He would feel reborn each time he conveyed with mystical beauty the knowledge he had acquired in his lifetime.
Hitler’s incantory eloquence will remain, for a very long time.
The power of Hitler’s word is the key.

Did Hitler believe in God ?
He believed deeply in God.
He called God the Almighty, master of all that is known and unknown.
He acknowledged that every human being has spiritual needs.
The song of the nightingale, the pattern and color of a flower, continually brought him back to the great problems of creation.
No one in the world has spoke so eloquently about the existence of God.
He held this view not because he was brought up as a Christian, but because his analytical mind bound him to the concept of God.
Hitler’s faith transcended formulas and contingencies.
God was for him the basis of everything, the ordainer of all things, of his destiny and that of all others.

© Copyright Peter Crawford 2013


   
 "At the age of twelve, I saw ... the first opera of my life, Lohengrin. In one instant I was addicted.
My youthful enthusiasm for the Bayreuth Master knew no bounds."

“When human hearts break and human souls despair, then from the twilight of the past, the great conquerors of distress and care, of shame and misery, of spiritual slavery and physical compulsion, look down and hold out their eternal hands to the despairing mortals. Woe to the people ashamed to grasp them !”


"He who would live must fight

And he who would not contend in this world of eternal struggle
Does not deserve to live."

"I am founding an Order.
It is from the burgs that the second
stage will emerge – the stage of the Man-God, when Man will be the measure and centre of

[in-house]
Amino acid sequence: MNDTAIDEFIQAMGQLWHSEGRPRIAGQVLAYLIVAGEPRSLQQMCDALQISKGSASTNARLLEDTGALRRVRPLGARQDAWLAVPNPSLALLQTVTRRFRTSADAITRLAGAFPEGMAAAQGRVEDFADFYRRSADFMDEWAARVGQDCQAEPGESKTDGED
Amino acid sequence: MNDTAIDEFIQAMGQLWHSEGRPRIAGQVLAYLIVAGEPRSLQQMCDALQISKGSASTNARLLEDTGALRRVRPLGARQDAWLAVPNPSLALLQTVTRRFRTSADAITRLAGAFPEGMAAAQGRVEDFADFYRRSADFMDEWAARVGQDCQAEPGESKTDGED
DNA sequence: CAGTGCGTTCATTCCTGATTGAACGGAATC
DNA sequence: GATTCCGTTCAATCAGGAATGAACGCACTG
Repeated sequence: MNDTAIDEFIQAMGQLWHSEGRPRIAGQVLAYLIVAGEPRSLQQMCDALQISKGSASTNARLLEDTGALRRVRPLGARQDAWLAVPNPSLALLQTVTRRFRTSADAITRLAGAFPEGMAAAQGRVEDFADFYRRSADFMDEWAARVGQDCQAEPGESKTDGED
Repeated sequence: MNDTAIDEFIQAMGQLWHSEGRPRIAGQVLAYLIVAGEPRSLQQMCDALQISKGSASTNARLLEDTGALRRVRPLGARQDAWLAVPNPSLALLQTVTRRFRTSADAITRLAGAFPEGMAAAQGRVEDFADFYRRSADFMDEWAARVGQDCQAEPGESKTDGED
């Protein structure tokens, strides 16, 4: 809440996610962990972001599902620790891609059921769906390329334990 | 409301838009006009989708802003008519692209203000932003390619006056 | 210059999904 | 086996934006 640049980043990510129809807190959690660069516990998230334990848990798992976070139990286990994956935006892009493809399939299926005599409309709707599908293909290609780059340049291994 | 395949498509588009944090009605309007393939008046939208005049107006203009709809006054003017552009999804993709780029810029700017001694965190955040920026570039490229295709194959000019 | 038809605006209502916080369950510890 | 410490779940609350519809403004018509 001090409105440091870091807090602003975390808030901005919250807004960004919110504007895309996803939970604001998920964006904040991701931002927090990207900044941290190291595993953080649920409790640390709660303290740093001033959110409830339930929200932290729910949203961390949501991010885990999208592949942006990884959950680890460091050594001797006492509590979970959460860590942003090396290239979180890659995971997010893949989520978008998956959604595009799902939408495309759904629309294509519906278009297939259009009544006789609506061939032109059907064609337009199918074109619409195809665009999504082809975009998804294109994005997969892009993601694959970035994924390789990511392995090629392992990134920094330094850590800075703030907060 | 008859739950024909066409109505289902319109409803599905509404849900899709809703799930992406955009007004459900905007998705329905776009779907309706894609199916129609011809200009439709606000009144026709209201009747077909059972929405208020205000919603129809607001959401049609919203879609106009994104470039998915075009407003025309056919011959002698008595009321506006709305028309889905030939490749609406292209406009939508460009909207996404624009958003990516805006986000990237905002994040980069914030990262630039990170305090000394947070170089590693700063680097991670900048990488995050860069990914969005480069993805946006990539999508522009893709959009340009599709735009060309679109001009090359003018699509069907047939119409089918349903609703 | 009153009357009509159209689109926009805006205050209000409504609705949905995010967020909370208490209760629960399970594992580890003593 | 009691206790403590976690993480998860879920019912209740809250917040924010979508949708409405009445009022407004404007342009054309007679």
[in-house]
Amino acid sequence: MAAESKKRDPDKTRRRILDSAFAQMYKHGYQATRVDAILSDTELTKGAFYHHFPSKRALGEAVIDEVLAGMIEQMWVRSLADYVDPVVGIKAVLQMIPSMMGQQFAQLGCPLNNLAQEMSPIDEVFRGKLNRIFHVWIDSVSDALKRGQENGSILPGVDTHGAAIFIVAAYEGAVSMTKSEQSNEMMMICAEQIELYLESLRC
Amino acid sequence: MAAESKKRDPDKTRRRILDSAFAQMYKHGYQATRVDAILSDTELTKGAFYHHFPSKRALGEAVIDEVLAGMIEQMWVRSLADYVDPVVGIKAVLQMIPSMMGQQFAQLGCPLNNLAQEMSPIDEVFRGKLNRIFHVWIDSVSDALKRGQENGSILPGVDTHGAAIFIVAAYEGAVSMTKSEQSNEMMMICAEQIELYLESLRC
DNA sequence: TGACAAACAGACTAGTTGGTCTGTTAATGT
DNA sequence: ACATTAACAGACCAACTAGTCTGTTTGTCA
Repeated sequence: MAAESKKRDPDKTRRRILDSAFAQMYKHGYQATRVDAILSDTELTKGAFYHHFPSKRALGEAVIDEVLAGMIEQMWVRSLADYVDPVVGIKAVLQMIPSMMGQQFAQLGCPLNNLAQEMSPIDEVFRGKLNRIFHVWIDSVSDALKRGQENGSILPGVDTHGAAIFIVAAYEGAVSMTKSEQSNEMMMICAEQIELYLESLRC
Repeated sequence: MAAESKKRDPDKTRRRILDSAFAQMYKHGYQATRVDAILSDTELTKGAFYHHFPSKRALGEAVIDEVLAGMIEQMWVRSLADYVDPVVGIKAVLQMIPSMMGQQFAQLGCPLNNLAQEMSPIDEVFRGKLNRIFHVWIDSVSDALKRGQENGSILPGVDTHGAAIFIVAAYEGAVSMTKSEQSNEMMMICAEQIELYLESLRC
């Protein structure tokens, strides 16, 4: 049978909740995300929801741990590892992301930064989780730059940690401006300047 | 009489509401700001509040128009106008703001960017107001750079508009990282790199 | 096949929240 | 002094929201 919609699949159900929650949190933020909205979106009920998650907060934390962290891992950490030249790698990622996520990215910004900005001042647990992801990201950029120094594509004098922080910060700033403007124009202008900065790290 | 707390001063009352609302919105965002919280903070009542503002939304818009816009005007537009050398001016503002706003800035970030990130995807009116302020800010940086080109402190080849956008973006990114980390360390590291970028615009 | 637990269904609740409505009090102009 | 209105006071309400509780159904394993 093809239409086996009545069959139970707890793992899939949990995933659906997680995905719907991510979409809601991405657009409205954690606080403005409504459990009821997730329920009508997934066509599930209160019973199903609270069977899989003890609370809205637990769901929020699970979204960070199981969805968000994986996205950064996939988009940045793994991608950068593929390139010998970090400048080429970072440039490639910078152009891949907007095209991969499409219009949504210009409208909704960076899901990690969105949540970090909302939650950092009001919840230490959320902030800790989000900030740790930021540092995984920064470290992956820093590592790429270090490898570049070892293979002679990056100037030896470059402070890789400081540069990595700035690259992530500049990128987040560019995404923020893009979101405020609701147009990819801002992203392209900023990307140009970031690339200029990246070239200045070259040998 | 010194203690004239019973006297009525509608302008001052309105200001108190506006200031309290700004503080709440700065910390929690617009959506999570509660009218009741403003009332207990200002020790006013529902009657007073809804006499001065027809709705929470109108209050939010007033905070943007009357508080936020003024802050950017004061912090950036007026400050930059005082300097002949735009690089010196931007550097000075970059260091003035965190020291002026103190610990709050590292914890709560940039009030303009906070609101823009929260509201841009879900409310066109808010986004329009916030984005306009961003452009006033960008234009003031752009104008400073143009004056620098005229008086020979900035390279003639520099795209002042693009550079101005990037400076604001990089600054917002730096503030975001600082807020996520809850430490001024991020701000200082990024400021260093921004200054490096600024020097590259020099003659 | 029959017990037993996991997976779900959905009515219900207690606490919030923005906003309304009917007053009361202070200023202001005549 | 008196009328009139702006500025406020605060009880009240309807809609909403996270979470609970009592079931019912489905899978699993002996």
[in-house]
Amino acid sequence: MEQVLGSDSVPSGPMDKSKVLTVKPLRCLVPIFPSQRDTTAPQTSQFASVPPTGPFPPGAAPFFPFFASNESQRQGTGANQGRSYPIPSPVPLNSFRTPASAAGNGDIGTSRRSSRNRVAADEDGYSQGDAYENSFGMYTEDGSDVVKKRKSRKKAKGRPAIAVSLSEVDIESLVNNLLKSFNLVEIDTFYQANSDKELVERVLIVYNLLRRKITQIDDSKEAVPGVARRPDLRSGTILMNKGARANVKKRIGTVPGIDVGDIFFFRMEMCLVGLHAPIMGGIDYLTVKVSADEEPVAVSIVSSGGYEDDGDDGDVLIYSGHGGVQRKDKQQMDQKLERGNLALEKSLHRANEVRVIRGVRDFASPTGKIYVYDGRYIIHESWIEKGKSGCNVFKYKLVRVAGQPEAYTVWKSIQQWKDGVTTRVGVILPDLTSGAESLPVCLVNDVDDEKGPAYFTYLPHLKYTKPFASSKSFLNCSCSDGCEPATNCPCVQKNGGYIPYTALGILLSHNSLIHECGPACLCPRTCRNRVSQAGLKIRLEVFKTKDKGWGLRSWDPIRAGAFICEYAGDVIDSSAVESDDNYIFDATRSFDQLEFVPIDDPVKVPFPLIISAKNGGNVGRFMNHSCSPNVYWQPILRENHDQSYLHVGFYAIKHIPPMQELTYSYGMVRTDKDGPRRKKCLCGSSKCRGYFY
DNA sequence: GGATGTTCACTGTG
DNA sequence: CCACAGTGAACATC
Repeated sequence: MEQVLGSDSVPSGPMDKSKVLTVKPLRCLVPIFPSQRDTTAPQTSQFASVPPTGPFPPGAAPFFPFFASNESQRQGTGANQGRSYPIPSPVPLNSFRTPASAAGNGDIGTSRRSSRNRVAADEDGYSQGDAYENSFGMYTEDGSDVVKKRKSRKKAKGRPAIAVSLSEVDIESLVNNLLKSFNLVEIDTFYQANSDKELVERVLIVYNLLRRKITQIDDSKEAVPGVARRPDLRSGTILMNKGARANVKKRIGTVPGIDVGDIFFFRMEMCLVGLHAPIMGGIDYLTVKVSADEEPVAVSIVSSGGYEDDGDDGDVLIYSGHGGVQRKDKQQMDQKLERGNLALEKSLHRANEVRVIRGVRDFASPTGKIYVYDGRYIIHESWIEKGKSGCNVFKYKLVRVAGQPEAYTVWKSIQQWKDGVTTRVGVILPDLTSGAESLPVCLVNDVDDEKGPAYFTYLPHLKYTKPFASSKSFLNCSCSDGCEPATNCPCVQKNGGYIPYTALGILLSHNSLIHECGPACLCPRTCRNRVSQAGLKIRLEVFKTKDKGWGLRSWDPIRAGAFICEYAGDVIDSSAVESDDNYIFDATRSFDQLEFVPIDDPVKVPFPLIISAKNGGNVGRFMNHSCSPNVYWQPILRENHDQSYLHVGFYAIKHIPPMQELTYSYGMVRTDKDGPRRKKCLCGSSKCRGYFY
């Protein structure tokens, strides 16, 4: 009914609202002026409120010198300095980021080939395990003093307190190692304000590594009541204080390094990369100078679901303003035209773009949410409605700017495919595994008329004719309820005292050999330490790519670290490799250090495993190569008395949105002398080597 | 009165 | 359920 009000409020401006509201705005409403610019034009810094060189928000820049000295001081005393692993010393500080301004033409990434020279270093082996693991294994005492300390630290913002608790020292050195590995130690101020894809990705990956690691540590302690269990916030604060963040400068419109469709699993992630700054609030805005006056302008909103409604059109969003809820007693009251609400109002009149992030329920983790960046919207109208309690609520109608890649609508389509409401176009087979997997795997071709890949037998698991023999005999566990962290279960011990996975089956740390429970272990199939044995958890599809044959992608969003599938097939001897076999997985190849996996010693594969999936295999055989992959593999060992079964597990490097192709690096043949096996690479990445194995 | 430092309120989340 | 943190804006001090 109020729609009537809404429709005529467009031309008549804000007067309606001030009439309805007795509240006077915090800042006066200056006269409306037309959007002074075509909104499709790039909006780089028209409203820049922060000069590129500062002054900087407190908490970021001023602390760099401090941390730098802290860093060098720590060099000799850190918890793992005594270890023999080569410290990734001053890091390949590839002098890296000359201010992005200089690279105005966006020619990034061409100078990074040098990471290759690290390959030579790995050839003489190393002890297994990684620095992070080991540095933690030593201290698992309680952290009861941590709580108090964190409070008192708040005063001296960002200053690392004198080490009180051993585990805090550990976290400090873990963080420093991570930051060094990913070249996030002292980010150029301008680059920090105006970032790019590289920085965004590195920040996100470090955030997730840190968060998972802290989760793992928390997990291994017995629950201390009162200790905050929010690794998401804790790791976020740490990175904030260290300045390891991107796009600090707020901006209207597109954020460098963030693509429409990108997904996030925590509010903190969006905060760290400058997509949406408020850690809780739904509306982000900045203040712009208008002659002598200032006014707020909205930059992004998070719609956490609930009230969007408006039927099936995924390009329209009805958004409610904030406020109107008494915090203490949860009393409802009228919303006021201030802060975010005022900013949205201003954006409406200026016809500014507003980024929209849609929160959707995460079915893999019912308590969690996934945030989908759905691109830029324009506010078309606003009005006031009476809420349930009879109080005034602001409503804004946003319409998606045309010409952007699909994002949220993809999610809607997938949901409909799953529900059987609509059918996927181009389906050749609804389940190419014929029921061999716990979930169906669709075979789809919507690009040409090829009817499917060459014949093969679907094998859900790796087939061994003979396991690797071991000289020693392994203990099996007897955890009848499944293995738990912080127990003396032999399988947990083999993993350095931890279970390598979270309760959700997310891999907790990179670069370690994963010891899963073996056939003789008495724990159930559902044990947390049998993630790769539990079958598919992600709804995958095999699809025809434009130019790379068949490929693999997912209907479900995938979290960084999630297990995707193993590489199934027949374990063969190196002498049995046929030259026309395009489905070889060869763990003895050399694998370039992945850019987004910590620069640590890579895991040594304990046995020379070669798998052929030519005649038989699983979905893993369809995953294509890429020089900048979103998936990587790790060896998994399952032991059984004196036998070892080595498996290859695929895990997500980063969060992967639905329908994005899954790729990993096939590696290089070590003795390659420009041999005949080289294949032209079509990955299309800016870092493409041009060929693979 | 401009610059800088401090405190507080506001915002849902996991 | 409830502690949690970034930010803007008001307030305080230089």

the world. The Man-God, that splendid Being, will be an object of worship ... But there are
other stages about which I am not permitted to speak ..."

"It is my ultimate aim to perform an act of creation, a divine operation, the goal of a biological mutation which will result in an unprecedented exaltation of the human race and the appearance of a new race of heroes, demi-gods and god-men".

"Creation is not finished. Man is clearly approaching a phase of metamorphosis. The earlier human species has already reached the stage of dying out.... All of the force of creation will be concentrated in a new species... which will surpass infinitely modern man....  "

"We shall rejuvenate the world.  This world is near its end."

"Do you now appreciate the depth of our National Socialist Movement?  Can there be anything greater and more all comprehending?  Those who see in National Socialism nothing more than a political movement know scarcely anything of it.  It is more even than religion; it is the will to create mankind anew !"

“All of the force of creation will be concentrated in a new species... which will surpass infinitely modern man.... "

"The new man is living amongst us now! He is here!...I will tell you a secret. I have seen the new man. He is intrepid and cruel. I was afraid of him." 

"We are at the outset of a tremendous revolution in moral ideas and man's spiritual orientation. A new age of the magic interpretation of the world is coming, an interpretation in terms of will and not the intelligence."

"The real destiny of man is something the average man could not conceive and would be unable to stomache if given a glance.

Our revolution is the final stage in an evolution that will end by abolishing history.
My Party members have no conception of the dreams that haunt my mind or the grand design for the foundations that will have been laid before I die.
The world has reached a pivetol point and will undergo an upheaval which you unititated people cannot understand" 

"The old beliefs will be brought back to honor again.

The whole secret knowledge of nature, of the divine, the demonic.
We will wash off the Christian veneer and bring out a religion peculiar to our race."

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© Copyright Peter Crawford 2013
© Copyright Peter Crawford 2013
'And the Will lieth therin, which dieth not.
Who knoweth the mysteries of the Will and its vigour ?
For God is but a great Will pervading all things by the nature of its intentness.
Man doth not yield himself to the Angels nor to Death uterly, save only through the weakness of his feeble Will !'

Joseph Glanvill - (1636–1680)

© Copyright Peter Crawford 2013

© Copyright Peter Crawford 2013
Click here for August Kubizek's own fascinating account of his friendship with Adolf Hitler
   
 'Hitler Mein Jugendfreund'
(Hitler - My Boyhood Friend)

© Copyright Peter Crawford 2013